ArrowArtboardCreated with Sketch.Title ChevronTitle ChevronIcon FacebookIcon LinkedinIcon Mail ContactPath LayerIcon MailPositive ArrowIcon PrintIcon Twitter
Japan-Update

Shimamura seen suffering first operating profit drop in 3 years

Clothing retailer's margins shrink as sales per customer take a hit

Shimamura's existing-store sales logged year-on-year drops every month in the second half of the year ended February due to the weak performance of autumn-winter offerings.

TOKYO -- Shimamura's group operating profit likely fell 10% on the year to about 44 billion yen ($415 million) for the year ended February to miss its standing projection of 5% growth to 51.2 billion yen.

This would mark the first decline since the year through February 2015. Sales are seen roughly flat on the year at around 567 billion yen, undershooting the forecast as of December by roughly 27 billion yen.

Existing-store sales dropped 3% at the Fashion Center Shimamura chain, which generates 80% of revenue. Shimamura's overall domestic sales declined for the first time in nine years as a result.

Low-priced underwear was in demand, but the company could not restock fast enough to fully capitalize on it.

Shimamura narrowed its range of perennial products, such as T-shirts and other cut-and-sew garments, by 10% in an effort to lower inventories. This ended up driving bargain hunters away.

Increased discount sales to shore up the falling revenue drew in shoppers, with traffic rising 1%. Sales per customer sank more than that, however, depressing margins further.

Some original products, including pants with a warm inner lining, sold well. But the company could not follow up with more hits.

The operating margin fell around 0.8 percentage point to 7.8% as higher advertising and labor costs exerted downward pressure.

In the current year ending February 2019, Shimamura apparently aims to grow sales and profit by accelerating store openings inside and outside Japan to 100 or so from last year's 87. It plans to limit discount sales by introducing a more precise inventory management system.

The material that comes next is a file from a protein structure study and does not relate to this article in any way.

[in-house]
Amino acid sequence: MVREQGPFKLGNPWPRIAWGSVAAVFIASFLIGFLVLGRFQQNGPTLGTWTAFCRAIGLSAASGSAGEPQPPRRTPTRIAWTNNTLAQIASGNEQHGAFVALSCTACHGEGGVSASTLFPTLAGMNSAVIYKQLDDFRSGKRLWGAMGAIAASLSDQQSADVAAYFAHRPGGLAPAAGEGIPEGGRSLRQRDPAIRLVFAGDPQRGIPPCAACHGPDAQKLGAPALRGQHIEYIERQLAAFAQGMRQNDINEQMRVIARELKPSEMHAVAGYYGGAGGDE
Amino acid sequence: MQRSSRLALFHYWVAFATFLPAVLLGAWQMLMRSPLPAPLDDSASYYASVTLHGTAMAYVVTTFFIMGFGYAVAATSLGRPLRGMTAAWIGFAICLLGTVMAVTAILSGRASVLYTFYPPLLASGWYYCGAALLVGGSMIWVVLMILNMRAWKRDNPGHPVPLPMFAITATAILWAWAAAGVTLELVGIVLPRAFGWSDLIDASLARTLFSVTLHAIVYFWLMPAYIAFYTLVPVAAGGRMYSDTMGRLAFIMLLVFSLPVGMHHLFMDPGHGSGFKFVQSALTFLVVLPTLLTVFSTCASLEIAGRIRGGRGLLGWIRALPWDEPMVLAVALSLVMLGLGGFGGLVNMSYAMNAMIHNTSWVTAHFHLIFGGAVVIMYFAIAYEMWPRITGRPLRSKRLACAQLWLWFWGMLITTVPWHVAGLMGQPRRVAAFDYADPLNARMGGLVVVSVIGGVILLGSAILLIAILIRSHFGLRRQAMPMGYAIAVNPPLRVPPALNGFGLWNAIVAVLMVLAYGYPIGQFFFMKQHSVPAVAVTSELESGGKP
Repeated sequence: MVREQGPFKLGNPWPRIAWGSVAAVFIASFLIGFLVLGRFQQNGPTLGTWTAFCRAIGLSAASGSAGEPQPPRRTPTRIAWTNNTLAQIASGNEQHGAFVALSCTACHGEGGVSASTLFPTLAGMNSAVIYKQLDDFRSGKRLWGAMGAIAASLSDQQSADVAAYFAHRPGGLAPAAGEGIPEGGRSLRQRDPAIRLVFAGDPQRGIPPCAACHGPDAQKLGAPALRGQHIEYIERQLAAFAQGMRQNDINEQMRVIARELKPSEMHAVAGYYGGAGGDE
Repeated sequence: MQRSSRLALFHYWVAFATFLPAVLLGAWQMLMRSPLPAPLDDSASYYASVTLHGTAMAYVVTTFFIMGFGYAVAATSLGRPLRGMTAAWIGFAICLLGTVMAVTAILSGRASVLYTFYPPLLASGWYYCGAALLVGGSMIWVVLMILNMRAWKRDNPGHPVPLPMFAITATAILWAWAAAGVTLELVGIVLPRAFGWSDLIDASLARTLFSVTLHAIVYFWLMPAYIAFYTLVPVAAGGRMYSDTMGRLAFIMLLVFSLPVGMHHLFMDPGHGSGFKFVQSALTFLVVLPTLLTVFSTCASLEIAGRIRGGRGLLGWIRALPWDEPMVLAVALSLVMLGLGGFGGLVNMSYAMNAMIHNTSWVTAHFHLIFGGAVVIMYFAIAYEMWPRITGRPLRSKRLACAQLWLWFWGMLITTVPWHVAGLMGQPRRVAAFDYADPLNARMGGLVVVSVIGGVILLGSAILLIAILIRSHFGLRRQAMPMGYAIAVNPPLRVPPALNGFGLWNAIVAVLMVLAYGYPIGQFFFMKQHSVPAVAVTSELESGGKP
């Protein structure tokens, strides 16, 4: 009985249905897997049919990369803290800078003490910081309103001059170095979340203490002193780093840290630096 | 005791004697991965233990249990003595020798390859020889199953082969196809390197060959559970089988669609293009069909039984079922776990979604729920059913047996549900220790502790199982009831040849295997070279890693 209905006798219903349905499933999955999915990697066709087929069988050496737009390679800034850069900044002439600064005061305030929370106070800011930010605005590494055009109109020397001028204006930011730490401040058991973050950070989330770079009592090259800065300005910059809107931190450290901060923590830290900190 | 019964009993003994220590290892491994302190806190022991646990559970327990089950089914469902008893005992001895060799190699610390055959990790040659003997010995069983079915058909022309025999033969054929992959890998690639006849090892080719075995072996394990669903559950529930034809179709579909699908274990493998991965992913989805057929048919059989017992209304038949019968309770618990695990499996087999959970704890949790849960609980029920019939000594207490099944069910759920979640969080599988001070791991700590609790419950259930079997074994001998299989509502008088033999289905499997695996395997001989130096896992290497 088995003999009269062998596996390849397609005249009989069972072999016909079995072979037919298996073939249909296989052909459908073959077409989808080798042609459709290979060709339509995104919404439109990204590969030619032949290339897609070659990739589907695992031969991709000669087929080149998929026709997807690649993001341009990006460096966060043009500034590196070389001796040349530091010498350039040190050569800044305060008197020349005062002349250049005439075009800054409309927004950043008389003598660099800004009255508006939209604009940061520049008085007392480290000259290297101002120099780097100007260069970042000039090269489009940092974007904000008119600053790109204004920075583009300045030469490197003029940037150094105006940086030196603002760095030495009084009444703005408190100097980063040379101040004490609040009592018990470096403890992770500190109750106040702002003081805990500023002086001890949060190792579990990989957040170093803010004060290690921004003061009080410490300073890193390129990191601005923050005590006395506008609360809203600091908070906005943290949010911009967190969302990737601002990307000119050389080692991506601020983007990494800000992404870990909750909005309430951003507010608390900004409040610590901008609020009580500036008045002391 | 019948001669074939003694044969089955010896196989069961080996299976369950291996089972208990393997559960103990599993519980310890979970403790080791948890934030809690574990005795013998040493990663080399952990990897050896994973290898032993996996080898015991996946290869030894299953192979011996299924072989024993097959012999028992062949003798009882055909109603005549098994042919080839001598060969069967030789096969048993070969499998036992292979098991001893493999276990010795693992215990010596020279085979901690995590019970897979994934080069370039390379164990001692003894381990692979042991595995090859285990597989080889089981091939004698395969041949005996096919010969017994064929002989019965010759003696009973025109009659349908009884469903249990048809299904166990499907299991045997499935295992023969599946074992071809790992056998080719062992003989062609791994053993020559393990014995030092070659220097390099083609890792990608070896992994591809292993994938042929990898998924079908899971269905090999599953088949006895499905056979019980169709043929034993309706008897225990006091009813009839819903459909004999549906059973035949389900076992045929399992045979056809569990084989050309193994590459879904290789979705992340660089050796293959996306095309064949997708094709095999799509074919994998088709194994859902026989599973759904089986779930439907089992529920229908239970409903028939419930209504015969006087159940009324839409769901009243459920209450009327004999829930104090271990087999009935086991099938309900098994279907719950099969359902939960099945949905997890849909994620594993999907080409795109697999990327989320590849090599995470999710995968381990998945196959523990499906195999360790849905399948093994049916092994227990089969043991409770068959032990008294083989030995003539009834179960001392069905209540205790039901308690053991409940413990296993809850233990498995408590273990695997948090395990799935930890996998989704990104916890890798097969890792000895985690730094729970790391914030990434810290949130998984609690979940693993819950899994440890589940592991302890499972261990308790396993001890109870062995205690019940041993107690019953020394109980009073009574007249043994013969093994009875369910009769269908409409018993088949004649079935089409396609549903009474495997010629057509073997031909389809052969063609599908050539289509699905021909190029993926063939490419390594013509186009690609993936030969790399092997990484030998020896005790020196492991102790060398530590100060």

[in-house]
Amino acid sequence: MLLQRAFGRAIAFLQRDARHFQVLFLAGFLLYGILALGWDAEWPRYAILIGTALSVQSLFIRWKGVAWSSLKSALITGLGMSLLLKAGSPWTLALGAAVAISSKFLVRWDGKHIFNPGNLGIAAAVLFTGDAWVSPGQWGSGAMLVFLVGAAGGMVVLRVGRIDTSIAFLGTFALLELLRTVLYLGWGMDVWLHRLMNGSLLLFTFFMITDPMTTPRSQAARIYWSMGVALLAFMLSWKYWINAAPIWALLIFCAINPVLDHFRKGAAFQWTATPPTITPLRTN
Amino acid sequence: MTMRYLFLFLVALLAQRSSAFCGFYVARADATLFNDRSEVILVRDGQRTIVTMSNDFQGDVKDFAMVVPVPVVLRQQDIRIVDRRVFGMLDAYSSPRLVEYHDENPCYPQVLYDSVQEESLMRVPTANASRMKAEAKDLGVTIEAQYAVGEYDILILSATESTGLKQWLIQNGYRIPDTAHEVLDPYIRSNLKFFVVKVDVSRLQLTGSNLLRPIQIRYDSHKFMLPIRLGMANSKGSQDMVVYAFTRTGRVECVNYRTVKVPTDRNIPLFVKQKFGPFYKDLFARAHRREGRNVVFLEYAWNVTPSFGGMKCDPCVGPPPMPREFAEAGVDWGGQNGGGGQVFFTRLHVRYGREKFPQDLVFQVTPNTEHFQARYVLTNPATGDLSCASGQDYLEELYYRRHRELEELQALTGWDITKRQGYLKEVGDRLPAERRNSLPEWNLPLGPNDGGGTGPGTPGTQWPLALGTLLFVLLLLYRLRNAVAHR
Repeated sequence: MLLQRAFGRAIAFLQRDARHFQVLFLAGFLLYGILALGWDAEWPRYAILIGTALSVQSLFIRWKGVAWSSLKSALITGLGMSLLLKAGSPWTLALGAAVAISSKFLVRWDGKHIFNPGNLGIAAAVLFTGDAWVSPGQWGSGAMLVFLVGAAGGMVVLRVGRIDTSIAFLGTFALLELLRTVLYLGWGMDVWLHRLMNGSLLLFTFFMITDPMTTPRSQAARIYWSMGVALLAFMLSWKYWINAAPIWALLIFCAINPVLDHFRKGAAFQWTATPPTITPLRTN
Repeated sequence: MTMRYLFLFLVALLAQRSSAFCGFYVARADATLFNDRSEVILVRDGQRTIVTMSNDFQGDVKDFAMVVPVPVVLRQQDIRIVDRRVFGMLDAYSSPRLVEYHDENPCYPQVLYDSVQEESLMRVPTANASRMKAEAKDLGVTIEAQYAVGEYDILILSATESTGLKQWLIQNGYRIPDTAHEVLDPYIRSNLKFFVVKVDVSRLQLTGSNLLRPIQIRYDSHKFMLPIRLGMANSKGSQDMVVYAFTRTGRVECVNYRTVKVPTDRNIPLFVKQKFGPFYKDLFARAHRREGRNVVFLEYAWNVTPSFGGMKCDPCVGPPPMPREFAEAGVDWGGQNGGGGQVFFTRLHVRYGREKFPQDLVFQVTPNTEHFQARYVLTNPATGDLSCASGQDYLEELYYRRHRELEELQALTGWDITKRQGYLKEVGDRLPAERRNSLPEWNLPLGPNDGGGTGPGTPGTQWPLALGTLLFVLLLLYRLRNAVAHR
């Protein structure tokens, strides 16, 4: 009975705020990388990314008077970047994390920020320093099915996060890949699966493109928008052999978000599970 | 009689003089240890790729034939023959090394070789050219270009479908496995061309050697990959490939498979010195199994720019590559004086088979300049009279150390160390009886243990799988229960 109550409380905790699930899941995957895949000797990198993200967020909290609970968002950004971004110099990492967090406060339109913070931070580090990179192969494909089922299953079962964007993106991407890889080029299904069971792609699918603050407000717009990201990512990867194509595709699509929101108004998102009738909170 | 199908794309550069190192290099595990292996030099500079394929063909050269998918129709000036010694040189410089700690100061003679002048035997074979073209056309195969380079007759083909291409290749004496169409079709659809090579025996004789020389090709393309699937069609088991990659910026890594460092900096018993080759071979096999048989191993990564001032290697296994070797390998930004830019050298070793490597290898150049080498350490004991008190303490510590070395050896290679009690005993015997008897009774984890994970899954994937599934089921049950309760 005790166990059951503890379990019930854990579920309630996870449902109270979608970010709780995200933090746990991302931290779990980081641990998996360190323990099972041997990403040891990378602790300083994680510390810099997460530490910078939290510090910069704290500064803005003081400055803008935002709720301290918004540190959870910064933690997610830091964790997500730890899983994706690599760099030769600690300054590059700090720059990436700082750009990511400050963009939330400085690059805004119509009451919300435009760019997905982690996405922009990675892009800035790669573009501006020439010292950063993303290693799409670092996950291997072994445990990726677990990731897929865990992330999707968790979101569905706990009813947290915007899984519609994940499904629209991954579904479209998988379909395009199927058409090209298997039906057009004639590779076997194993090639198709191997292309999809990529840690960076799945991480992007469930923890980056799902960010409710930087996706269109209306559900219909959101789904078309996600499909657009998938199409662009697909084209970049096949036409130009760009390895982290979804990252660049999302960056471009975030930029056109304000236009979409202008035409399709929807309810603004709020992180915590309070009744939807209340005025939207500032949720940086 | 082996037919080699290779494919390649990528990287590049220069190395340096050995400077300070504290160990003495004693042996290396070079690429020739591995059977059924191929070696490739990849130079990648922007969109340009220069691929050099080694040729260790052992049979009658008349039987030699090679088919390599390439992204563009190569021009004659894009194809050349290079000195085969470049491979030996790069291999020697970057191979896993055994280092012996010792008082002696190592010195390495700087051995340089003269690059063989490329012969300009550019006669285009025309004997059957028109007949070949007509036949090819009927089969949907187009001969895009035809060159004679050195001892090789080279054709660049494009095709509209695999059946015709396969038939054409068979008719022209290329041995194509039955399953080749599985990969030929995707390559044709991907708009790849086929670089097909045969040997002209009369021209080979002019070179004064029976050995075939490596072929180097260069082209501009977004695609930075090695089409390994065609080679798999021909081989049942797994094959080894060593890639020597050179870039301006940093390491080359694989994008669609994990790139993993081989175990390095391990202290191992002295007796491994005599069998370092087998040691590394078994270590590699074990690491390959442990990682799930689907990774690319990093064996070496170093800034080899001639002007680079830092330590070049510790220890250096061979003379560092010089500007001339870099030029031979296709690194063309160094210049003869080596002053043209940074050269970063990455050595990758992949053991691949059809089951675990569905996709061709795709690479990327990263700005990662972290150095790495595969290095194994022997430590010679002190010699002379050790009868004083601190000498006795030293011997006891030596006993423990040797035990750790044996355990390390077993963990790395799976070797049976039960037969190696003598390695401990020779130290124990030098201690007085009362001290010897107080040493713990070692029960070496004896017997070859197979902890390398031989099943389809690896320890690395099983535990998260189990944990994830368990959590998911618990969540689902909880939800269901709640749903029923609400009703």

Results for the just-ended fiscal year come out April 2.

Sponsored Content

About Sponsored Content This content was commissioned by Nikkei's Global Business Bureau.

You have {{numberArticlesLeft}} free article{{numberArticlesLeft-plural}} left this monthThis is your last free article this month

Stay ahead with our exclusives on Asia;
the most dynamic market in the world.

Stay ahead with our exclusives on Asia

Get trusted insights from experts within Asia itself.

Get trusted insights from experts
within Asia itself.

Try 1 month for $0.99

You have {{numberArticlesLeft}} free article{{numberArticlesLeft-plural}} left this month

This is your last free article this month

Stay ahead with our exclusives on Asia; the most
dynamic market in the world
.

Get trusted insights from experts
within Asia itself.

Try 3 months for $9

Offer ends October 31st

Your trial period has expired

You need a subscription to...

  • Read all stories with unlimited access
  • Use our mobile and tablet apps
See all offers and subscribe

Your full access to Nikkei Asia has expired

You need a subscription to:

  • Read all stories with unlimited access
  • Use our mobile and tablet apps
See all offers
NAR on print phone, device, and tablet media

Nikkei Asian Review, now known as Nikkei Asia, will be the voice of the Asian Century.

Celebrate our next chapter
Free access for everyone - Sep. 30

Find out more